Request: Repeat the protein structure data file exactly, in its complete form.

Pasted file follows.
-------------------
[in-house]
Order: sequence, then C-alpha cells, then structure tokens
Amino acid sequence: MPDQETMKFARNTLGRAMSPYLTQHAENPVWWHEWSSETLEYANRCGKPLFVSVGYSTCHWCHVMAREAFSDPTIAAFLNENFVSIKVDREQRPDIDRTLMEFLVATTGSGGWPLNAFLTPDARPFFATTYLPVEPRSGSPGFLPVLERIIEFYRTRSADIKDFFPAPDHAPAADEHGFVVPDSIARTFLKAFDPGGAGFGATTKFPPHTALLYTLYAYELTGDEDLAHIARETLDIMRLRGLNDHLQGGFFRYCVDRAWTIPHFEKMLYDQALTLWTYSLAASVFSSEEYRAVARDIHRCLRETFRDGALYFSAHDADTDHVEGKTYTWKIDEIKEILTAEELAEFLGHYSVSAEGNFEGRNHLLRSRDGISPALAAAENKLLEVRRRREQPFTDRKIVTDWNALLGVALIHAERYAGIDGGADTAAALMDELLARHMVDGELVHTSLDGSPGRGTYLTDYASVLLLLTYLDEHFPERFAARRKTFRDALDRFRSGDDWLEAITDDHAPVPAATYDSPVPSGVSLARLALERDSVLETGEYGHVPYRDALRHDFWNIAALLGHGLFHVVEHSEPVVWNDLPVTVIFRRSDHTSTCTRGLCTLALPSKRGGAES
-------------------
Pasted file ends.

[in-house]
Order: sequence, then C-alpha cells, then structure tokens
Amino acid sequence: MPDQETMKFARNTLGRAMSPYLTQHAENPVWWHEWSSETLEYANRCGKPLFVSVGYSTCHWCHVMAREAFSDPTIAAFLNENFVSIKVDREQRPDIDRTLMEFLVATTGSGGWPLNAFLTPDARPFFATTYLPVEPRSGSPGFLPVLERIIEFYRTRSADIKDFFPAPDHAPAADEHGFVVPDSIARTFLKAFDPGGAGFGATTKFPPHTALLYTLYAYELTGDEDLAHIARETLDIMRLRGLNDHLQGGFFRYCVDRAWTIPHFEKMLYDQALTLWTYSLAASVFSSEEYRAVARDIHRCLRETFRDGALYFSAHDADTDHVEGKTYTWKIDEIKEILTAEELAEFLGHYSVSAEGNFEGRNHLLRSRDGISPALAAAENKLLEVRRRREQPFTDRKIVTDWNALLGVALIHAERYAGIDGGADTAAALMDELLARHMVDGELVHTSLDGSPGRGTYLTDYASVLLLLTYLDEHFPERFAARRKTFRDALDRFRSGDDWLEAITDDHAPVPAATYDSPVPSGVSLARLALERDSVLETGEYGHVPYRDALRHDFWNIAALLGHGLFHVVEHSEPVVWNDLPVTVIFRRSDHTSTCTRGLCTLALPSKRGGAES